Project Guide

How to Build a Cold Frame

1
Measure and Cut Wood
Measure and Cut Wood

Begin by measuring and cutting 2″ x 6″ x 8′ wood to three pieces at 24″ and three pieces at 33″. These will be the sides of the cold frame. Cut 1 x 4 x 10 to three pieces at 36″ each and four pieces at 24″.

2
Secure the Wood with Screws
Secure the Wood with Screws

Use 3″ screws to make base of cold frame. Be sure to attach sides to front and back.

3
Cut Wood into Wedges
Cut Wood into Wedges

Diagonally cut a 2′ long piece of 2 x 6′ redwood. This will make your wedge on both sides.

4
Attach the Wedges
Attach the Wedges

Screw wedges to the top sides of the cold frame base using the 3″ screws.

5
Make the Top of the Cold Frame
Make the Top of the Cold Frame

To make the top of the cold frame, layout four of the 24″ 1 x 4 wood pieces and mark the places where you would make “halflap joints”. This is the part where a table saw would come in handy. Now glue the 36″ pieces to the 24″ long for the vertical pieces. This will make a nice flush cover for the cold frame.

6
Fasten Windows in Place
Fasten Windows in Place

Using the plastic screen clips attach all the 8″ x 10″ Lexan pieces underneath so you have a window. Attach hinges to top first and, when placed on the cold frame, screw the hinges to the cold frame base.

7
Add a Handle and Enjoy
Add a Handle and Enjoy

Screw on handle and place where your cold frame will get all-day sun. This is usually the south-facing side of your yard.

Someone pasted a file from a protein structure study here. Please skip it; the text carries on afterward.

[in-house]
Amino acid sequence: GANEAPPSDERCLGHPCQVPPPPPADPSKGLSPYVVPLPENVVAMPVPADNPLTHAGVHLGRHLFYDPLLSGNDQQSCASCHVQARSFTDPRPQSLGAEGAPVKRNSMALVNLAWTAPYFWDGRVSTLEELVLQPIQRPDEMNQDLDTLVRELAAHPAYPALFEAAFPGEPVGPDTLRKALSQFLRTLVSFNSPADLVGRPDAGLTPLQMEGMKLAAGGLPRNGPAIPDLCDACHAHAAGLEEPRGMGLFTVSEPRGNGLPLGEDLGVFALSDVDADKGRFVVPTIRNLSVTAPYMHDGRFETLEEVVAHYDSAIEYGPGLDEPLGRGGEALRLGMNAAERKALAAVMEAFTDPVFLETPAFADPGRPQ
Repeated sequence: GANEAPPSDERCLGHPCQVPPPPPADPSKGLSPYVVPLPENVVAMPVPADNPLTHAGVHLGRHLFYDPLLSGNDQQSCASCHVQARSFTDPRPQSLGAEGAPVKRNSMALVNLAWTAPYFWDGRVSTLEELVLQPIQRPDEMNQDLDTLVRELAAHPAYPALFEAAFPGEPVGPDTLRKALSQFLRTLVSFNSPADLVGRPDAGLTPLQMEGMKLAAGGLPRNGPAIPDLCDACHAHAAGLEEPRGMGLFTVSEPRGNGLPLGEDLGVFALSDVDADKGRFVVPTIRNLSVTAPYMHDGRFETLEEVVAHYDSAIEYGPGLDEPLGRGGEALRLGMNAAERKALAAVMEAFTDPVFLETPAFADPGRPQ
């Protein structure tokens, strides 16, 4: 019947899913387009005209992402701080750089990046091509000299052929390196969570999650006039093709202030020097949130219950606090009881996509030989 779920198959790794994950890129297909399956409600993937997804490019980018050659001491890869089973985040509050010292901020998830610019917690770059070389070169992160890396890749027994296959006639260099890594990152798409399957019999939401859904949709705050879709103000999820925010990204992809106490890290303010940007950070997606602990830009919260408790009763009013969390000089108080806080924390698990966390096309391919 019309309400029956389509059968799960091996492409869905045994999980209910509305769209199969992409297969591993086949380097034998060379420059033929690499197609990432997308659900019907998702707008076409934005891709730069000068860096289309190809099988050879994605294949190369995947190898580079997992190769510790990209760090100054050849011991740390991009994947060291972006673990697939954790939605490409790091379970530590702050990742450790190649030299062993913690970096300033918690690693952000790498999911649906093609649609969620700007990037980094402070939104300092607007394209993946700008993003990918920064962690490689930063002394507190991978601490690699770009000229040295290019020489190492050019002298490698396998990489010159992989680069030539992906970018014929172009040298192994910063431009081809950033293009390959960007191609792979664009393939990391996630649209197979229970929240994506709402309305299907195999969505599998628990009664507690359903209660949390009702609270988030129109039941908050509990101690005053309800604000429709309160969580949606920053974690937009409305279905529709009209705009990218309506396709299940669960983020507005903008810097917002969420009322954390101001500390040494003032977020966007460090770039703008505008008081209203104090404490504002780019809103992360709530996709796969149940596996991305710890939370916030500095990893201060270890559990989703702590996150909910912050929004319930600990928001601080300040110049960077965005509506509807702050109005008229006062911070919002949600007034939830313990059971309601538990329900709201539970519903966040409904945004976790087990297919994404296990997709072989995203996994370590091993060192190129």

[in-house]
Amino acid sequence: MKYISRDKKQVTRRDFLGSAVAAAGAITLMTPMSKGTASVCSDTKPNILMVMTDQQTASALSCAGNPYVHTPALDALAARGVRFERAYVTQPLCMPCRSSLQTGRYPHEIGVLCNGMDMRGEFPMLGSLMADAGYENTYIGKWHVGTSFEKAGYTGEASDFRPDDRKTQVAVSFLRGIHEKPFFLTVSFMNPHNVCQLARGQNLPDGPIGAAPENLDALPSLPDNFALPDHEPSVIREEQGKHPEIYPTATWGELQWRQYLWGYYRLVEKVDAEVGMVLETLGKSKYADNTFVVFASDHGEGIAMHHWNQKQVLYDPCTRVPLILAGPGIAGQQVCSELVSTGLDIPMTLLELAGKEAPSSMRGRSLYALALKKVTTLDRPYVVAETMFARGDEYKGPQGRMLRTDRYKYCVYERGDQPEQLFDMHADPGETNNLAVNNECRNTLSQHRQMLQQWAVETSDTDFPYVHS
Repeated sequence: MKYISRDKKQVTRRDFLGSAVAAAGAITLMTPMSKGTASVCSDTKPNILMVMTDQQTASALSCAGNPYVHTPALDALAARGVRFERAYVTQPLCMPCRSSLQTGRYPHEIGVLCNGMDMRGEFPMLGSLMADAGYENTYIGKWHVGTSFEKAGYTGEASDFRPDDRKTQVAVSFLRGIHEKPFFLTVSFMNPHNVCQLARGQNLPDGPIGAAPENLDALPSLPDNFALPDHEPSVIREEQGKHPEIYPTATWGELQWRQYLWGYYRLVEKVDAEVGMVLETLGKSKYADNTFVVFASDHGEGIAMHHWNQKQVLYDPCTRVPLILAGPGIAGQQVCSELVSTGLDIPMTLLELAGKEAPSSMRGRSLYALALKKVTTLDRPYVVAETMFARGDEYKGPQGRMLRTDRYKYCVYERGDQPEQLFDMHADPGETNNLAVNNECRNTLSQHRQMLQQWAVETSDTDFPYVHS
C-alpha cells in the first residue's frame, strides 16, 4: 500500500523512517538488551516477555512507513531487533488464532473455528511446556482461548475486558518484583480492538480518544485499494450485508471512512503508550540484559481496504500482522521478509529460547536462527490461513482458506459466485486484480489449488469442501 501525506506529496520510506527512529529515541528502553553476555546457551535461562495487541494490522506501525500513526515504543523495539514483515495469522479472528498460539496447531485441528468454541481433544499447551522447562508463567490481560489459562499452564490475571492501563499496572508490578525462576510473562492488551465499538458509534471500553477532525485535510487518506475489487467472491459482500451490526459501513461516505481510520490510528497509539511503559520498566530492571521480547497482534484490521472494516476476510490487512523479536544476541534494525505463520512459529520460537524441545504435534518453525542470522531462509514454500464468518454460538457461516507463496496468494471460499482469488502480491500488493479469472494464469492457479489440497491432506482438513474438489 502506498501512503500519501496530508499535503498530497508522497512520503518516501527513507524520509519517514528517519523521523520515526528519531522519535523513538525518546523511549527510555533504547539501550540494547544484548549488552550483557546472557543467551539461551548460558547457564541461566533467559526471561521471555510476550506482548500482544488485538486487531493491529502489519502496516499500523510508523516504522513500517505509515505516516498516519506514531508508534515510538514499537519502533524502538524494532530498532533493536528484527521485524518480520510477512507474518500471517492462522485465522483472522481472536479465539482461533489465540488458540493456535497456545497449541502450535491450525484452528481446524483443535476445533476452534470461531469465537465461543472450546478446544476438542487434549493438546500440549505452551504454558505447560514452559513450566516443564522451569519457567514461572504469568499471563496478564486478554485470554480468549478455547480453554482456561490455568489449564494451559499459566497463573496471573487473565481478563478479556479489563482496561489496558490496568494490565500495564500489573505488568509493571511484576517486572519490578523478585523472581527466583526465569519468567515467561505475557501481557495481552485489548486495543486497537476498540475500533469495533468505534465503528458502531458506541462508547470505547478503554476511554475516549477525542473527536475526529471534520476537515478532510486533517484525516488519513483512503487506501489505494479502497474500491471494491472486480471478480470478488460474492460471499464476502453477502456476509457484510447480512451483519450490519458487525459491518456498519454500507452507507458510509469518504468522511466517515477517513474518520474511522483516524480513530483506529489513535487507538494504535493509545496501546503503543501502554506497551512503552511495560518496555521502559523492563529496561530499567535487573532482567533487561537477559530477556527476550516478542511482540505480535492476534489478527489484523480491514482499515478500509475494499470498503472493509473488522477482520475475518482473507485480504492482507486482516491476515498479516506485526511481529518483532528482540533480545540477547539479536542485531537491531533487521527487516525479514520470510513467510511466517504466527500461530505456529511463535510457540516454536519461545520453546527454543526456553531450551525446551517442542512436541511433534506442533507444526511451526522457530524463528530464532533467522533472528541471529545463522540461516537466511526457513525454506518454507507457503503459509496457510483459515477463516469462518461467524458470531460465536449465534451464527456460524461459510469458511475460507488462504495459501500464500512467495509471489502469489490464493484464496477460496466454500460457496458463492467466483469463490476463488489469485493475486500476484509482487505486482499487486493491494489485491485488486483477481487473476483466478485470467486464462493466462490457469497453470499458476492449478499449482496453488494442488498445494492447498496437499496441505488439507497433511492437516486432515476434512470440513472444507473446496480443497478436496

The finished cold frame will measure 36″ at the back, 24″ on each side, and 33″ on the front.

TIPS FOR USING THE COLD FRAME:

  • Raise the lid on your cold frame when the temperature hits 40 degrees F or above, so the heat doesn’t build up and cook your plants. Close it in the afternoon to trap warmth overnight. Use a stick to prop the lid open for ventilation on warm, sunny days. Cut notches in the stick so you can control how high to raise the lid. If needed, use a shade cloth to lower the temperature.
  • Don’t use glass if your area gets snow or ice. The built-up could break the glass.
  • Automatic vents aren’t recommended where snow and ice may keep the vent from operating.
  • Angle the cold frame so that the back is higher than the front. This helps capture more light and lets rain run off the roof.
  • For extra protection, position the cold frame next to a building.
  • For additional insulation, dig 6-8″ into the soil and build your cold frame partly below ground. If you’re concerned about flooding, add a layer of gravel underneath.
  • When the temperatures plunge to 20 degrees F or below, protect the cold frame by layering old blankets on top or use electrical heating cables.